The disc included a new Time Capsule friendly version of the Airport Utility. In addition to adding specific support to the onboard drive, it also seems a bit more intelligent as to the set up help. I actually set up the Time Capsule on manual mode since I knew I wanted the 5ghz “N” radio operating and I figured it would be faster to do this myself. When I hooked up my older Airport to set the “G” network, the new software gave me a nice little pop up that said something like “Aha, I see you have another router plugged in. What would you like to do with it?” I clicked the “Bridge Mode” button and set the radio to “G” and I was done. I didn’t run a clock but the total set up time was less than 10 minutes.

Likewise, setting up the Time Machine backup was equally painless. I started with my wife’s MacBook that has about 75 gig of infrequently backed up data. I just told it to start and told her not to close the lid on her computer. When I got home for dinner it had already finished. I made a few small files and forced a backup that took under 30 seconds. I found that from about 15 feet, the wireless backup speed was about 10 gigs an hour. So far, I have 2 of the 3 computers getting backed up on the Time Capsule all done. My MacBook Pro, however, has been more of a challenge.

My MacBook Pro has about 170 gigs of data on it. I set it to do a wireless backup overnight. I knew it wouldn’t finish but I figured it could be done over two nights. It got nearly halfway the first night. I then “stopped” the backup and took it to the office. The second night I resumed the backup but when I woke up the next day things were wonky. It showed the status but didn’t seem to pick up on the 70 gigs backed up the night before. Anyway, the next night I tried to resume it and Time Machine gave me the “Preparing” bar for about 2 hours. According to the web, it was trying to sort itself out but I got impatient so I just hooked it up to the ethernet cable directly to the Time Capsule and told it to start over. Using the ethernet cable it uploads 10 gigs in about 45 minutes. It really isn’t much faster than over the air. Since this machine follows me out the door every day (and I leave pretty early), I decided to hold off on making the first backup of it until the weekend. Hopefully doing it one session will solve the problem.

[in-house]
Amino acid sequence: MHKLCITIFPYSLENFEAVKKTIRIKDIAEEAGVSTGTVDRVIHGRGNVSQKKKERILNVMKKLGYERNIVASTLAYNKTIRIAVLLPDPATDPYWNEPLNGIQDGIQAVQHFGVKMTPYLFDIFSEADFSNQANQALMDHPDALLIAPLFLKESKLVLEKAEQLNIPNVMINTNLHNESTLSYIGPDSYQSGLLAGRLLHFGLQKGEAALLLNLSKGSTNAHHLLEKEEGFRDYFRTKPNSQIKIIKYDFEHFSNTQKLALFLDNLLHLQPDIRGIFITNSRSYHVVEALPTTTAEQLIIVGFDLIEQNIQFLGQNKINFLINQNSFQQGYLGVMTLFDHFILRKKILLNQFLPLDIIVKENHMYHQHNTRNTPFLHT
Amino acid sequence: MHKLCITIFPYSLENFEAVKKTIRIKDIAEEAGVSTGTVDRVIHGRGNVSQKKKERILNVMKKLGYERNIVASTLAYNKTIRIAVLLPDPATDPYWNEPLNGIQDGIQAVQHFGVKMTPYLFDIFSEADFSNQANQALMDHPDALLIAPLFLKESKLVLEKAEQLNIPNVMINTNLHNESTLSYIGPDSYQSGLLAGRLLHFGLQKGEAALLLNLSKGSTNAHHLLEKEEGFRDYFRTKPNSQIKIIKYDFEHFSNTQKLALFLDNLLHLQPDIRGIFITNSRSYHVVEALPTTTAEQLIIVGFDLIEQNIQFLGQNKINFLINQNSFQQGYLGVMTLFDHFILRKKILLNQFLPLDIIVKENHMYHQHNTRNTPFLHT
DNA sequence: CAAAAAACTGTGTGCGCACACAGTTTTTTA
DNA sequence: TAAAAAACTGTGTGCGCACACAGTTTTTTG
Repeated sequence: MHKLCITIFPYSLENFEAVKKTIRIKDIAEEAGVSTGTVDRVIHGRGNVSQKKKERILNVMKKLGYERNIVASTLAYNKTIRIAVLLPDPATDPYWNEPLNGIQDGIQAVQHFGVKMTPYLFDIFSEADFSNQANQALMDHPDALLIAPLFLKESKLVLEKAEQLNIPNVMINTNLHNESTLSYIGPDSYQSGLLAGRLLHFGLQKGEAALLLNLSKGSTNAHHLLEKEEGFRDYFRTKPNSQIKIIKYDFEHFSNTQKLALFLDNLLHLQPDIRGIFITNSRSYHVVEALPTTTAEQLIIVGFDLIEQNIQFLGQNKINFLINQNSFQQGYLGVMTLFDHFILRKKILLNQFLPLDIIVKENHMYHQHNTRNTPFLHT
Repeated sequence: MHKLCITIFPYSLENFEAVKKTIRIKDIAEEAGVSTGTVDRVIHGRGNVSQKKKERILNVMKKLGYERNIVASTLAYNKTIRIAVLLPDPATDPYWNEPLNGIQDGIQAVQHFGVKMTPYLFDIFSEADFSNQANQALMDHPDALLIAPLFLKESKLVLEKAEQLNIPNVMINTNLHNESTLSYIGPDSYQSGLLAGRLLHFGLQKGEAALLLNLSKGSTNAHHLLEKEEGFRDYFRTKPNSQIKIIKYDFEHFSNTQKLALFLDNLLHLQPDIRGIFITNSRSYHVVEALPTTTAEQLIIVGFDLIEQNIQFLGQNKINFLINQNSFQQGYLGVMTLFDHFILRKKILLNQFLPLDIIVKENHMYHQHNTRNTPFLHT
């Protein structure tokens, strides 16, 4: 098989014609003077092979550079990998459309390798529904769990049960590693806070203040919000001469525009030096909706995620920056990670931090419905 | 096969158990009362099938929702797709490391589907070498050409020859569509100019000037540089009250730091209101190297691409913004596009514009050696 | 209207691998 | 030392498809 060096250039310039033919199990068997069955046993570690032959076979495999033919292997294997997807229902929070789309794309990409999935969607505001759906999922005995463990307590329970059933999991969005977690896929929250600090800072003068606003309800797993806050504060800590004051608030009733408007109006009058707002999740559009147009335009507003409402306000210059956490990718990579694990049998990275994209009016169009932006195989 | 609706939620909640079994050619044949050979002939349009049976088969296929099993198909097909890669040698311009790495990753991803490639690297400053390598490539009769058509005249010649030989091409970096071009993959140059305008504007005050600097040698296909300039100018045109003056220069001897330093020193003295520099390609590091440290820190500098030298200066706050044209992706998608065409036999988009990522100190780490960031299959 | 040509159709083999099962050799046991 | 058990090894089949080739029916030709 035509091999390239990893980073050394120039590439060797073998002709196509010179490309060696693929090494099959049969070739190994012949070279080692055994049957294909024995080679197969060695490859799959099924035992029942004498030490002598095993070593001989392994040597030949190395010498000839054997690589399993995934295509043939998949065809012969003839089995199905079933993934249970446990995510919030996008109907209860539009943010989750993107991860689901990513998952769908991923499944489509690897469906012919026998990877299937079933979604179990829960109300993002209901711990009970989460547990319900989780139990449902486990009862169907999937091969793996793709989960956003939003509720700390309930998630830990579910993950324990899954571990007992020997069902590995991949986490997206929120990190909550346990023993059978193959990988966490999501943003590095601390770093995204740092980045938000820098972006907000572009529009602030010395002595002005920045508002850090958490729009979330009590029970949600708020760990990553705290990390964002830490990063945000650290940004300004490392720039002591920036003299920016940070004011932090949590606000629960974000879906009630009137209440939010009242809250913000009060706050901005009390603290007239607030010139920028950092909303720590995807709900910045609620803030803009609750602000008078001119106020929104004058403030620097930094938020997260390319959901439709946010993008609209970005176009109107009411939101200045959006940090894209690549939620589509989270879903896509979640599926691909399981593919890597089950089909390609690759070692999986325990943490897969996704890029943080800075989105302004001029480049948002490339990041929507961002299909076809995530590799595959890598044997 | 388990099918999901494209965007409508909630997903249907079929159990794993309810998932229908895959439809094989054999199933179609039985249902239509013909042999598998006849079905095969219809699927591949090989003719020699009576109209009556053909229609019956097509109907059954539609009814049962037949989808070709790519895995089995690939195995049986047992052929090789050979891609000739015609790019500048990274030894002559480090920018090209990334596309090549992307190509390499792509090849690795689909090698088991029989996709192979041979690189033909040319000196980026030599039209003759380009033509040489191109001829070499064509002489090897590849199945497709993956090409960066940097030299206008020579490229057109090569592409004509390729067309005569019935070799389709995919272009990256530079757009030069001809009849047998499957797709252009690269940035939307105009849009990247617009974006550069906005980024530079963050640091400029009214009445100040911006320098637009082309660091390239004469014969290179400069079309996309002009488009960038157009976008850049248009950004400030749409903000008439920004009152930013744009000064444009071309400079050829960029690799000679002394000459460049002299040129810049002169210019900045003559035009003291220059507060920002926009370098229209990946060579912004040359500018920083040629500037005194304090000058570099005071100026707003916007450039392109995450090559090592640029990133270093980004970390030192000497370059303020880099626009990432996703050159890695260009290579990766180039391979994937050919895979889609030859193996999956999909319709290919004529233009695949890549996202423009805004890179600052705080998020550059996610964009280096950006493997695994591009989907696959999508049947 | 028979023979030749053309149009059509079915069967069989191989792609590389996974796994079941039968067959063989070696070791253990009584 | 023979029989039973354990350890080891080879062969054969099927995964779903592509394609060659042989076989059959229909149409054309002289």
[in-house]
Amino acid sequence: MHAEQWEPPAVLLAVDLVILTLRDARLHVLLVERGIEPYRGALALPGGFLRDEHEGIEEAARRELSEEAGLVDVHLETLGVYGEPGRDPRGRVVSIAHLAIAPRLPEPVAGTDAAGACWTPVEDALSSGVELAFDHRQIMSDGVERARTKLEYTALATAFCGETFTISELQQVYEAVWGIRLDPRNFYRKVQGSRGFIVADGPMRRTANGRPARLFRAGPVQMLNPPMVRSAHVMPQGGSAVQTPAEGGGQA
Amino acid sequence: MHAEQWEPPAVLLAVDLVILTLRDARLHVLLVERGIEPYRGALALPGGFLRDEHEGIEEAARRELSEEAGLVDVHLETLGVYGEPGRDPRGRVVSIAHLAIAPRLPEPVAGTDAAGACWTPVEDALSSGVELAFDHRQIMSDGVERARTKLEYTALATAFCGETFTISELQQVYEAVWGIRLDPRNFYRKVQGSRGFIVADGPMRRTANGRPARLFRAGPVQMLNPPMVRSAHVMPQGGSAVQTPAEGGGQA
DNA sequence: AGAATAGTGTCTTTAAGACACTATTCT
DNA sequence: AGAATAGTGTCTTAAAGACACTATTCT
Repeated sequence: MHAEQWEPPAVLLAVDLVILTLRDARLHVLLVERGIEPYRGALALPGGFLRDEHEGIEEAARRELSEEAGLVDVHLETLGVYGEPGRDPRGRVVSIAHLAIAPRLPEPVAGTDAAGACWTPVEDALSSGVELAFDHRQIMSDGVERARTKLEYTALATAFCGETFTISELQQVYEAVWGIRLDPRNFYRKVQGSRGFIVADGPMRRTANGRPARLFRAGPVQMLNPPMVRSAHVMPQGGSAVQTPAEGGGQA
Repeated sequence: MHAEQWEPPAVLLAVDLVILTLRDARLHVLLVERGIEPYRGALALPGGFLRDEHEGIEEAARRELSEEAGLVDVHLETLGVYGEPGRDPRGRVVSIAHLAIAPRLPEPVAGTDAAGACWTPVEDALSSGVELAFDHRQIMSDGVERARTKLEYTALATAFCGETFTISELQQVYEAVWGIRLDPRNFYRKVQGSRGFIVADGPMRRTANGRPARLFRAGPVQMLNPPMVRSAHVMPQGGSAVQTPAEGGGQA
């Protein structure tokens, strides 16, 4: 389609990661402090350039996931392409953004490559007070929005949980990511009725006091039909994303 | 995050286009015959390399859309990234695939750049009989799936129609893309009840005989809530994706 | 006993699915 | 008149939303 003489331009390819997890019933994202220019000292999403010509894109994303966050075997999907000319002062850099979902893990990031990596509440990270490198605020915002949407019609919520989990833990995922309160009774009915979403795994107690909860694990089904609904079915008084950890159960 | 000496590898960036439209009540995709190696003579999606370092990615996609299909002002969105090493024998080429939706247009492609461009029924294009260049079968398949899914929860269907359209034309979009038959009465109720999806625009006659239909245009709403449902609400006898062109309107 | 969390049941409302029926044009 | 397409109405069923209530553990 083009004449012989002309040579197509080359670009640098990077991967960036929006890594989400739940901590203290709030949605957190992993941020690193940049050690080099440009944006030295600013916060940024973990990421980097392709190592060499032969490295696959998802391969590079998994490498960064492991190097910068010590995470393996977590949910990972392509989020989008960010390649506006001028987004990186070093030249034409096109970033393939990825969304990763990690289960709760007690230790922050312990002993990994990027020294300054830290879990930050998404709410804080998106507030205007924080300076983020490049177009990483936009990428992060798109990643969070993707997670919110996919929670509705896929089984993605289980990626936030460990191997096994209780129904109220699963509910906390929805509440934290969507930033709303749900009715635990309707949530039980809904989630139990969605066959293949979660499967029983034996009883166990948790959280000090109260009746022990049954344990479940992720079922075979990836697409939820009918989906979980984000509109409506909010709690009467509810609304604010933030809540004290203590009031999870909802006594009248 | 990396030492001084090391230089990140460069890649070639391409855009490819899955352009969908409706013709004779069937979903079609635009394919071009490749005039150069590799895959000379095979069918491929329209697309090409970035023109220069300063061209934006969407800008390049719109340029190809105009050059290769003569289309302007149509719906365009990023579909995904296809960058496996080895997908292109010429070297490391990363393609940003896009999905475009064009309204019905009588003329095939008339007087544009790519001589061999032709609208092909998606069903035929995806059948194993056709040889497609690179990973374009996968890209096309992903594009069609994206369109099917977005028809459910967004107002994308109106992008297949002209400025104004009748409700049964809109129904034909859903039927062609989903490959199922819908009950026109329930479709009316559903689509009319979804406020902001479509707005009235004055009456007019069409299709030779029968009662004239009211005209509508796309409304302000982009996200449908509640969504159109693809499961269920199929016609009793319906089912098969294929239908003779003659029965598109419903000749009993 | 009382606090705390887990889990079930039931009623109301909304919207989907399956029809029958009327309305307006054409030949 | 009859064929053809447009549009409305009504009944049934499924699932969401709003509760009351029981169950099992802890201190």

So two of the three machines that need to be backed up on this drive are working fine. Other than the difficulty getting the first sync on my big MacBook Pro, everything seems peachy. The incremental backups don’t seem to noticeably slow things down (granted none of them are very big) and it provides that seamless wireless Time Machine I was hoping for. I’m not even sure if my wife, who has little interest in these things, is aware that her MacBook is backing up every hour.

My friend Victor Cajiao over at the Typical Mac User made an interesting postC questioning whether or not it really is a “server grade” hard drive. I guess time will tell on that issue but for now I’m pleased to have an easy solution. Interestingly, you can even mount an external USB drive to the Time Capsule and run your Time Machine off that. This of course begs the question of why this can’t be done with an Airport Extreme. So far Apple has been mum but at some point, someone is going to have to explain that.